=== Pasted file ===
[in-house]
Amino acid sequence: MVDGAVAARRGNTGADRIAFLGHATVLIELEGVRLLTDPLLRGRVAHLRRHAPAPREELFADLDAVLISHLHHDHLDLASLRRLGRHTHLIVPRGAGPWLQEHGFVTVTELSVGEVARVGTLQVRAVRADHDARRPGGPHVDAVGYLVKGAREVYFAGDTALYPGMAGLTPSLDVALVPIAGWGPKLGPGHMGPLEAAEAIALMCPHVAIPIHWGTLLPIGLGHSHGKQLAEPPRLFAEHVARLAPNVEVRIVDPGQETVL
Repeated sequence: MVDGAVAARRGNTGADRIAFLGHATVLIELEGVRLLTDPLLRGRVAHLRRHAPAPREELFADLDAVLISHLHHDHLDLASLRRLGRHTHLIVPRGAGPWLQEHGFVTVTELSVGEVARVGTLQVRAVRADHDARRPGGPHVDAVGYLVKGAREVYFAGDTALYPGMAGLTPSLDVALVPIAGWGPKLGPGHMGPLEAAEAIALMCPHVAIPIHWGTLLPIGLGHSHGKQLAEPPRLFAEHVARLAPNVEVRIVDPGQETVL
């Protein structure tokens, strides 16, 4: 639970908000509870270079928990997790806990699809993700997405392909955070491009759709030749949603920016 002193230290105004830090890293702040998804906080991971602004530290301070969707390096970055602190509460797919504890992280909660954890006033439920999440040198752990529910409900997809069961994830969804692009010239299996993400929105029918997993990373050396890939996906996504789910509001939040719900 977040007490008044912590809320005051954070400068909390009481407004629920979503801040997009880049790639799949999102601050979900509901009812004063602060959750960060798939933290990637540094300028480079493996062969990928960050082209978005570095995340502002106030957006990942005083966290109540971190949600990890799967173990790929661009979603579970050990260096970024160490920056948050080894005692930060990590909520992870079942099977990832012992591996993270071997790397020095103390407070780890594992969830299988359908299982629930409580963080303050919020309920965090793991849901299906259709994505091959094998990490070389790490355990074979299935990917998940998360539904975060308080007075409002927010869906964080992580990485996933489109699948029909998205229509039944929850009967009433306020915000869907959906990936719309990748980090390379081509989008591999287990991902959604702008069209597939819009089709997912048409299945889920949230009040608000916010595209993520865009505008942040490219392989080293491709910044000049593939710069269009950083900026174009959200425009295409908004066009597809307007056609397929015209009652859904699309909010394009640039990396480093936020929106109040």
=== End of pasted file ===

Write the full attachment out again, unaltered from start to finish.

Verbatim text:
[in-house]
Amino acid sequence: MVDGAVAARRGNTGADRIAFLGHATVLIELEGVRLLTDPLLRGRVAHLRRHAPAPREELFADLDAVLISHLHHDHLDLASLRRLGRHTHLIVPRGAGPWLQEHGFVTVTELSVGEVARVGTLQVRAVRADHDARRPGGPHVDAVGYLVKGAREVYFAGDTALYPGMAGLTPSLDVALVPIAGWGPKLGPGHMGPLEAAEAIALMCPHVAIPIHWGTLLPIGLGHSHGKQLAEPPRLFAEHVARLAPNVEVRIVDPGQETVL
Repeated sequence: MVDGAVAARRGNTGADRIAFLGHATVLIELEGVRLLTDPLLRGRVAHLRRHAPAPREELFADLDAVLISHLHHDHLDLASLRRLGRHTHLIVPRGAGPWLQEHGFVTVTELSVGEVARVGTLQVRAVRADHDARRPGGPHVDAVGYLVKGAREVYFAGDTALYPGMAGLTPSLDVALVPIAGWGPKLGPGHMGPLEAAEAIALMCPHVAIPIHWGTLLPIGLGHSHGKQLAEPPRLFAEHVARLAPNVEVRIVDPGQETVL
């Protein structure tokens, strides 16, 4: 639970908000509870270079928990997790806990699809993700997405392909955070491009759709030749949603920016 002193230290105004830090890293702040998804906080991971602004530290301070969707390096970055602190509460797919504890992280909660954890006033439920999440040198752990529910409900997809069961994830969804692009010239299996993400929105029918997993990373050396890939996906996504789910509001939040719900 977040007490008044912590809320005051954070400068909390009481407004629920979503801040997009880049790639799949999102601050979900509901009812004063602060959750960060798939933290990637540094300028480079493996062969990928960050082209978005570095995340502002106030957006990942005083966290109540971190949600990890799967173990790929661009979603579970050990260096970024160490920056948050080894005692930060990590909520992870079942099977990832012992591996993270071997790397020095103390407070780890594992969830299988359908299982629930409580963080303050919020309920965090793991849901299906259709994505091959094998990490070389790490355990074979299935990917998940998360539904975060308080007075409002927010869906964080992580990485996933489109699948029909998205229509039944929850009967009433306020915000869907959906990936719309990748980090390379081509989008591999287990991902959604702008069209597939819009089709997912048409299945889920949230009040608000916010595209993520865009505008942040490219392989080293491709910044000049593939710069269009950083900026174009959200425009295409908004066009597809307007056609397929015209009652859904699309909010394009640039990396480093936020929106109040």